‘Courage,’ said Hemingway, ‘is grace under pressure.’  Maya Angelou declared courage to be ‘the most important of virtues, because it was required to practice all other virtues’ such as ‘insight, sympathy and solitude,’ according to Nietzsche.

Summoning our courage in any situation requires putting ourselves at risk. When we risk acting or communicating with another in such a way that requires courage, at the root of our motivation is love. With any act of courage, as we risk our physical or emotional safety,  we’ve either acknowledged something to be right or wrong and we are exposing ourselves, hoping for a meaningful outcome.

Throughout history, courage and fortitude have been used interchangeably. Fortitude by definition is our strength and firmness of mind. Boldness, bravery, determination, endurance, grit, moxie, patience, conviction, perseverance, stamina, staying power, tenacity, backbone, dauntlessness and heart are all synonymous.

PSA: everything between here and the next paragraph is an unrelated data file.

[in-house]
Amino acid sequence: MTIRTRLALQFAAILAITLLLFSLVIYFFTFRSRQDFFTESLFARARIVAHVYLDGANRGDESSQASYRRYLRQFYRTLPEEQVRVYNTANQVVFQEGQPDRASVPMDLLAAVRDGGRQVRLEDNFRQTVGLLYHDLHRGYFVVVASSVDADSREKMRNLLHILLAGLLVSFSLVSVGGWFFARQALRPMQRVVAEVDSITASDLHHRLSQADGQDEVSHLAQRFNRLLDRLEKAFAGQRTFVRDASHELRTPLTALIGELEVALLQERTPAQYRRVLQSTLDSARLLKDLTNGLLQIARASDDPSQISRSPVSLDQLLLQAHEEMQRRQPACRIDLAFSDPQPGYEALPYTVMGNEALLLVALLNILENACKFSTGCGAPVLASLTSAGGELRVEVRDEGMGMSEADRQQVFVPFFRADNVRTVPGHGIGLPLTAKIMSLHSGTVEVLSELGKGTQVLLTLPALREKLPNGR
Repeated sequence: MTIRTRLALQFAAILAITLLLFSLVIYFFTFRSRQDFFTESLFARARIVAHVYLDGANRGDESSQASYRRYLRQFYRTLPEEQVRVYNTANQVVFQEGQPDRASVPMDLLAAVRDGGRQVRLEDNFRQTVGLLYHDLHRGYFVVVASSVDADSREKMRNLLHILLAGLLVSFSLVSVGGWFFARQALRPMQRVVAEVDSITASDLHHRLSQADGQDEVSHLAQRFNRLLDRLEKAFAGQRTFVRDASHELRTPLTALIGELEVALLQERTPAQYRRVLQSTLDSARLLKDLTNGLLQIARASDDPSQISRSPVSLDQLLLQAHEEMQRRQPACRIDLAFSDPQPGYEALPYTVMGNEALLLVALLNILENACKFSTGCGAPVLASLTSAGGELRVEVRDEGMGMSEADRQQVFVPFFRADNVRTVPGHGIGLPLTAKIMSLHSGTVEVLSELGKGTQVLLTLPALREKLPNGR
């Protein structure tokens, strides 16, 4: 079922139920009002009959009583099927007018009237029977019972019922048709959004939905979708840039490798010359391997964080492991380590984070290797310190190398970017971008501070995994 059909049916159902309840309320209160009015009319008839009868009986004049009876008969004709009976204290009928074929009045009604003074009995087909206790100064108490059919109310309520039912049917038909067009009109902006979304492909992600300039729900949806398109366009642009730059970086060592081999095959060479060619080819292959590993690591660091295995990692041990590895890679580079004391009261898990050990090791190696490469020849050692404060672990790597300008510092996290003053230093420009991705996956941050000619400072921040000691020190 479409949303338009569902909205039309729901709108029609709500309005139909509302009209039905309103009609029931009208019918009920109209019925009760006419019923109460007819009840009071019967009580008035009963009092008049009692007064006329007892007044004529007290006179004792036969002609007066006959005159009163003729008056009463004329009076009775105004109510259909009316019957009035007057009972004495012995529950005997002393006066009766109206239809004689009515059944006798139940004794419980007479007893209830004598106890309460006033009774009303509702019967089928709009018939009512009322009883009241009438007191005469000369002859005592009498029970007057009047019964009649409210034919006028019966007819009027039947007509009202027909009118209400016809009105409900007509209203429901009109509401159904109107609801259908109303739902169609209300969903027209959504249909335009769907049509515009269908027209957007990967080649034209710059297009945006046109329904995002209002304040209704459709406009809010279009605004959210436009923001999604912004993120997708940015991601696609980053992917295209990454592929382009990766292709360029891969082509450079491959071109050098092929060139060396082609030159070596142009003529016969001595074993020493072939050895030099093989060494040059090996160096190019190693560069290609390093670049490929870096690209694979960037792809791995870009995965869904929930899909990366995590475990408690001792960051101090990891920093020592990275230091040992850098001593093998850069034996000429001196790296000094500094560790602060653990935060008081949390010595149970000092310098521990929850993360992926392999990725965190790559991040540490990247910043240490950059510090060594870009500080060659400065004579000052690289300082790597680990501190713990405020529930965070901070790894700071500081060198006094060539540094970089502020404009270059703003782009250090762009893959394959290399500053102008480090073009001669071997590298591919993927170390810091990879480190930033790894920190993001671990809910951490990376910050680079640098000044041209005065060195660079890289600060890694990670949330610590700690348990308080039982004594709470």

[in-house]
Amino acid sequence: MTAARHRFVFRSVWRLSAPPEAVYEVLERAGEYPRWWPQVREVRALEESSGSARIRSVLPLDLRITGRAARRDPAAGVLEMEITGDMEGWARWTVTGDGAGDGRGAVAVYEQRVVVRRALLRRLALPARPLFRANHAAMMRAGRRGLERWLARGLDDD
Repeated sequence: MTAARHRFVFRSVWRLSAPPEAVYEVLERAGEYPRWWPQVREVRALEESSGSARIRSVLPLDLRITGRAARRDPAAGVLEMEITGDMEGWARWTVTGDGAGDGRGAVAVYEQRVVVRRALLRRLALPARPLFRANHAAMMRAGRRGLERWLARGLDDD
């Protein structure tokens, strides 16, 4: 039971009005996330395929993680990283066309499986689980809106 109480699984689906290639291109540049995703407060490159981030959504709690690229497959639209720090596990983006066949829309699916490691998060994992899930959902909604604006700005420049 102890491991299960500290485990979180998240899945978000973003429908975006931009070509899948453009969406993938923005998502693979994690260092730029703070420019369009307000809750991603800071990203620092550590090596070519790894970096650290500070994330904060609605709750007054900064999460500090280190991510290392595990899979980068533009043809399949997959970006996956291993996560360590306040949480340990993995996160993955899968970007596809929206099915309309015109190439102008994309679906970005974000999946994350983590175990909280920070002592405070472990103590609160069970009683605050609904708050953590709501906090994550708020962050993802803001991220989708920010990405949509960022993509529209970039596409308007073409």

We are acting courageously when we deal with failures. Admitting we are wrong requires bravery. When we decide to offer help to another even if we’re tired or feel as if we’re lacking resources, we’re summoning fortitude. When we ask for what we need we’re strengthening our backbone. When we do onto others first, knowing they may or may not then return the same to us we’re acting dauntlessly.

Courage is not absence of fear. It’s acting even when we’re fearful, knowing an unknown outcome awaits. We risk taking those chances if we believe the outcome may be more important.

Today is a good day to ask what situation or relationship might change for the better if we summon up our courage to act and take a personal risk.

This #candid by @gk_lolla was taken while I was discussing #courage with #PrincessLeia

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